Thanks to the internet, someone’s always shopping. However, now that the holidays are over and a new year has started, here’s hoping that you’ve got some time to slow down, step back and think about what direction you’re heading in with your store (or stores).
While geopolitical, climate and lingering inflation problems are still market considerations, consumer confidence reached a five-month high in December, which will hopefully continue to increase throughout 2024. Using increases in activity like this is pivotal for retailers, and the trick to capitalizing on it is understanding your customers and what you should do to improve the way you sell to them. With that in mind, here are three retail trends you should consider as you look to grow your business this year.
Let’s start with the most crucial part of the retail industry, the customer. Over the past few years, a new type of customer segment has emerged, one which is being referred to as the zero consumer. Fortunately, they aren’t called that because they don’t buy anything. The name is derived from their marked lack of brand loyalty, boundaries and patience with slow deliveries, along with their commitment to net-zero sustainability practices. It might sound strange as a concept, but they’re pretty common; you might even be one yourself.
The zero consumer is more interested in deals and rewards programs than brands they’ve bought from before (zero brand loyalty), shops both online and in physical stores (zero boundaries), prefers options like next-day or two-day shipping over standard options (zero patience) and is more likely to buy products that are good for the environment (net-zero sustainability interest). Essentially, the zero consumer is the modern savvy shopper. They’re looking for products that are affordable, accessible and sustainable. However, it’s enough of a shift that catering to their needs requires tweaking to the standard retail model.
Loyalty programs are better at keeping zero consumers around than one-and-done sales. Since you need to keep winning their business, you need to give them a reason to come back other than brand recognition, and continued rewards for shopping with you are the best way to achieve that. Regarding their lack of boundaries, retailers need to invest in a strong omnichannel presence, which goes hand-in-hand with improving shipping speeds. In both cases, retailers need to supercharge their fulfillment operations to move inventory faster and optimize their processes to make options like BOPIS and curbside deliveries feasible. Sustainability is up to your product development teams. Still, it’s a key factor that zero consumers are willing to pay more for, so it won’t harm your bottom line if it increases production costs a little bit.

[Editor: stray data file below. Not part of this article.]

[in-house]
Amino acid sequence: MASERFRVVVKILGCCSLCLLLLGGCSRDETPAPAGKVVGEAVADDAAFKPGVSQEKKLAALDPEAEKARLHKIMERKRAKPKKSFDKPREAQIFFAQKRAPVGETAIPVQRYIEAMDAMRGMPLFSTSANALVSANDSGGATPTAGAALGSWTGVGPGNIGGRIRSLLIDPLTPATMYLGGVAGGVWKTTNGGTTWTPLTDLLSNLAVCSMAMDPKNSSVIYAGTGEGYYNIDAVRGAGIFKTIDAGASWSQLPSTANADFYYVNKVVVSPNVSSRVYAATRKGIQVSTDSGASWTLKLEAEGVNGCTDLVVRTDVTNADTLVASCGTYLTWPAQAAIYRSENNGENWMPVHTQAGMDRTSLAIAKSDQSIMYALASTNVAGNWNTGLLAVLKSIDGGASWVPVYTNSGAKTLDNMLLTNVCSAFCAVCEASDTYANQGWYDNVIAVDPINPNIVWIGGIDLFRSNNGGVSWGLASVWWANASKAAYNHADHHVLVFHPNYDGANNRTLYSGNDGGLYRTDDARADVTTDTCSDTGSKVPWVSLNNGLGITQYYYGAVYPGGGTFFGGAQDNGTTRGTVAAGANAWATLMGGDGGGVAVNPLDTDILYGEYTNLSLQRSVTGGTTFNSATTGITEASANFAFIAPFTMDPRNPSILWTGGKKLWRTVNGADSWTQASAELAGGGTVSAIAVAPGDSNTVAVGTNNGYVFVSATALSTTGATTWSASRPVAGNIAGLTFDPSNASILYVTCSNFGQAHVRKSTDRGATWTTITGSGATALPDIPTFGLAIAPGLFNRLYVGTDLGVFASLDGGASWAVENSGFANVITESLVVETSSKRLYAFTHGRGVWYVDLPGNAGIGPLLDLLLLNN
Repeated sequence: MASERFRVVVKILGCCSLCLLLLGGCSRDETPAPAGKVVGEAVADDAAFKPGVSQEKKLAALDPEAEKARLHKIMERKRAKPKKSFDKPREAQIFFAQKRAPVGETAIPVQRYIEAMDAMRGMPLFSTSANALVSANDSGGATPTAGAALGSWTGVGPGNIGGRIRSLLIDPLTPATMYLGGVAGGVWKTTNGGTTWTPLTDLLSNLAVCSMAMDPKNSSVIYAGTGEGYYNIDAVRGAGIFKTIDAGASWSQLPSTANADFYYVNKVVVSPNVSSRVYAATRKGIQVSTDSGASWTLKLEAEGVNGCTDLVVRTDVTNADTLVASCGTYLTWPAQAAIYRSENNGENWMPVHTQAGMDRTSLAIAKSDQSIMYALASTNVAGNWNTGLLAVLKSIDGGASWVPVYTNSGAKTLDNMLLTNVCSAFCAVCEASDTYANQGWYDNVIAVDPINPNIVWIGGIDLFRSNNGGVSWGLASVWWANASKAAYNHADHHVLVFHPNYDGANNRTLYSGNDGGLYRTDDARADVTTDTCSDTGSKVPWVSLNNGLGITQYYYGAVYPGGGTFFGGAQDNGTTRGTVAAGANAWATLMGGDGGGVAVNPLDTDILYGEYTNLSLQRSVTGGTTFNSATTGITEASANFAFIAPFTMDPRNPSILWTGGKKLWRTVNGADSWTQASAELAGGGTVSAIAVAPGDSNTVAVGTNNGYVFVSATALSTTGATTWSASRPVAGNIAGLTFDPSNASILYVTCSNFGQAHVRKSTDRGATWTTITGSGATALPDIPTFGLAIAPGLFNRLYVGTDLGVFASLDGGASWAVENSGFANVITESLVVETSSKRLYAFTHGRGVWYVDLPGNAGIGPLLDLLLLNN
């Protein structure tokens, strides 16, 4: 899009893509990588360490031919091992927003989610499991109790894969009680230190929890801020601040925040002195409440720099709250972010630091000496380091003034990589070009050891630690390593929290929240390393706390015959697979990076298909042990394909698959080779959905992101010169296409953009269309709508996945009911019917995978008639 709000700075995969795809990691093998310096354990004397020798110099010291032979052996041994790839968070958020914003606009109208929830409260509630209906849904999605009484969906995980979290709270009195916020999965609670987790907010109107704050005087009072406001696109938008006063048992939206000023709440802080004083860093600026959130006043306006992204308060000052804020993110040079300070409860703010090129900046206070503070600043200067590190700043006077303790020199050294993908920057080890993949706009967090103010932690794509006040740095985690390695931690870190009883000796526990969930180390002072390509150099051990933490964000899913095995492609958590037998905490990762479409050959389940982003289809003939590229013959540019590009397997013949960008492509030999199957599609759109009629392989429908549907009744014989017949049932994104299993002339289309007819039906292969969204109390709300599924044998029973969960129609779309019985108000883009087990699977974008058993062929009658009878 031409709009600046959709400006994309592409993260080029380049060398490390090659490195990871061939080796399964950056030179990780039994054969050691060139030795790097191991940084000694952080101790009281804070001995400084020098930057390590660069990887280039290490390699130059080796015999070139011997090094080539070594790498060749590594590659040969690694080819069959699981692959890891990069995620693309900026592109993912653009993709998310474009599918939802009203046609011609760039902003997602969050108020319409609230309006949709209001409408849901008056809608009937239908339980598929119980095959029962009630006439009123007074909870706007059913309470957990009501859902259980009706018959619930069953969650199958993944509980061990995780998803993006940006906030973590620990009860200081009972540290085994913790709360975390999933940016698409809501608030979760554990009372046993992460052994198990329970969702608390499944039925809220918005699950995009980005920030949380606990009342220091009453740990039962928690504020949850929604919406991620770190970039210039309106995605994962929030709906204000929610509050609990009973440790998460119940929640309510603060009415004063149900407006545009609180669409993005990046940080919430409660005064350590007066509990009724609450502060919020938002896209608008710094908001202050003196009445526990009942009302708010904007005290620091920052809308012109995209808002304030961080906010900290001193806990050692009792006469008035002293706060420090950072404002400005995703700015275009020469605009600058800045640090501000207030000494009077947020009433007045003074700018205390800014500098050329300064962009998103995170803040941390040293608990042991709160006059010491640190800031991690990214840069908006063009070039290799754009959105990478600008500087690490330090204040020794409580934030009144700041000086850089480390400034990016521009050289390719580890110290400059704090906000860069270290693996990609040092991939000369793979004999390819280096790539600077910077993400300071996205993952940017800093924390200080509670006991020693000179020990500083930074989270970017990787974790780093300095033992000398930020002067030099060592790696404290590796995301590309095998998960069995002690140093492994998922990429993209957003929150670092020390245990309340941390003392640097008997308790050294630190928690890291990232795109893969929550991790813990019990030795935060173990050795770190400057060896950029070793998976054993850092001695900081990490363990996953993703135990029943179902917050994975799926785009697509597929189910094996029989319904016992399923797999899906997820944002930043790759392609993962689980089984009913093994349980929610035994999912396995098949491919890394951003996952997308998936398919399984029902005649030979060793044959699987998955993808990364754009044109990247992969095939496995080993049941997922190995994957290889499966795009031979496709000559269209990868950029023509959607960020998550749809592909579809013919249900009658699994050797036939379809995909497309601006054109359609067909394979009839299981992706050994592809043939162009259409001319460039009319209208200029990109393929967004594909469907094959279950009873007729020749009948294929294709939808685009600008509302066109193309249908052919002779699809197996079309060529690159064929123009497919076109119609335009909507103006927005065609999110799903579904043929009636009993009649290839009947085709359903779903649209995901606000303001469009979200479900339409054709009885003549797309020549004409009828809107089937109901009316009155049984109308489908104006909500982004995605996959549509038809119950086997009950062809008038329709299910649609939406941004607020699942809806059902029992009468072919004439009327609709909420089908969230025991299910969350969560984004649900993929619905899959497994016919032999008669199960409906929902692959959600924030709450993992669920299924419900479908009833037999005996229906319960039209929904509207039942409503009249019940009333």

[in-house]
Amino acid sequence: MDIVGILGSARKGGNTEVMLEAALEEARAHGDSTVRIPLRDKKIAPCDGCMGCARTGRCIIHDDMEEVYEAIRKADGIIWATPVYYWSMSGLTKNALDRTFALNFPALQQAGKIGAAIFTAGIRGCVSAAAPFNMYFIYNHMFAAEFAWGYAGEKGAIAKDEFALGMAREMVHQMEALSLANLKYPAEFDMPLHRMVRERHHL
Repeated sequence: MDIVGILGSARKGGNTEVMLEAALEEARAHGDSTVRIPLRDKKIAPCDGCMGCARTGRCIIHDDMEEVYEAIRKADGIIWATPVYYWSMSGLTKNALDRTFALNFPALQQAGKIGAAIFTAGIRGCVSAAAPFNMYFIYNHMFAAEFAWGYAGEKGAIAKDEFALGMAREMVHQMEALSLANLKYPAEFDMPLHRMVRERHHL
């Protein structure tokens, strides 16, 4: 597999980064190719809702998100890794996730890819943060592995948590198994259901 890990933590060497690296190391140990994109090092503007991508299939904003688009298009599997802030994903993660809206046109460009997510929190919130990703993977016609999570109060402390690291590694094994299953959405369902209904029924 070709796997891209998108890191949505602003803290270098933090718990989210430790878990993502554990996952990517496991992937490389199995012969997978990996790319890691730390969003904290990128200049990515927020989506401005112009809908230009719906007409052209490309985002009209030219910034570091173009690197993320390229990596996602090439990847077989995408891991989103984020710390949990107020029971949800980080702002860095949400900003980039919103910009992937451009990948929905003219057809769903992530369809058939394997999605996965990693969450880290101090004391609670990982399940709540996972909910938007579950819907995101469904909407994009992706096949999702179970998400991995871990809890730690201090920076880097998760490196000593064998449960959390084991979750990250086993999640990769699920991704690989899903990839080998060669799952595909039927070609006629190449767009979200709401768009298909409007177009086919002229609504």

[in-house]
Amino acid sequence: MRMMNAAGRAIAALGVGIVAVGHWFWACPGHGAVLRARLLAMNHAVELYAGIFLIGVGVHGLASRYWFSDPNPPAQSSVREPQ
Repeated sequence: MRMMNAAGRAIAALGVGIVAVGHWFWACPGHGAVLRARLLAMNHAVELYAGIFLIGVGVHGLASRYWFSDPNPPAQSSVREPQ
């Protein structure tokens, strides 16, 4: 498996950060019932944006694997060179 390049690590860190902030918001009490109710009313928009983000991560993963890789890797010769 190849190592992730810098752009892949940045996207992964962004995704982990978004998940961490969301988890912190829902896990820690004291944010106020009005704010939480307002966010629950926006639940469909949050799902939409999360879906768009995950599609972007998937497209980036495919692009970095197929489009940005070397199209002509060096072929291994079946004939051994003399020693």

Let’s talk inventory. As the lines become less and less clear between in-store, online, and curbside or store pickup, inventory accuracy becomes more and more necessary for success. A shopper who checks inventory online and arrives to find their item out of stock on the shelf is a lost sale and a bad customer experience rolled into one. If someone places a pickup order online and is then later informed that an in-stock item that they requested cannot be found, the customer will likely have less trust in the store going forward. This problem can be eliminated by having near-perfect insight into what you have and where it is. It’s a tall task, but RFID technology is up to it.
RFID isn’t a new concept, but thanks to a combination of improvements in tech and lowered costs, it’s now possible to use RFID technology to keep track of where every item is in your store. In addition to fixing problems like the one we talked about earlier, RFID can even be used for advanced applications like making your store cashierless. Expect to see more uses for RFID going forward.
AI is part of every discussion now, and that doesn’t exclude brick-and-mortar stores. However, the value here is already proven. Instead of using machine learning to train a language model or generate realistic images, stores have begun using AI to create meaning from large quantities of customer information. AI can find the most effective places for displays, make decisions about what items should sit side-by-side on the shelf for customer convenience and direct store employees from task to task in the most efficient way possible.
On the ecommerce front, AI can make sure your fulfillment center is keeping items that customers buy together nearby and that omnichannel orders are fulfilled at the right time. Combine AI with real-time inventory tracking, and you gain the ability to guarantee that what your customers are ordering online will be there for them when they get to the store, whether that’s to pick it up or grab it off the shelf. Whether you’re selling in person or online, an AI-powered store platform can level up your ability to deliver on customer experience and, well, deliveries. And those are only a few of the benefits that we’re seeing today; we expect to see more retail applications of AI in 2024.
With consumer confidence trending upwards and plenty of new technologies to explore, 2024 has the potential to be a transformative year for retail. Don’t be afraid to try new things, adopt new solutions and increase your store’s capabilities. Here’s to a good year!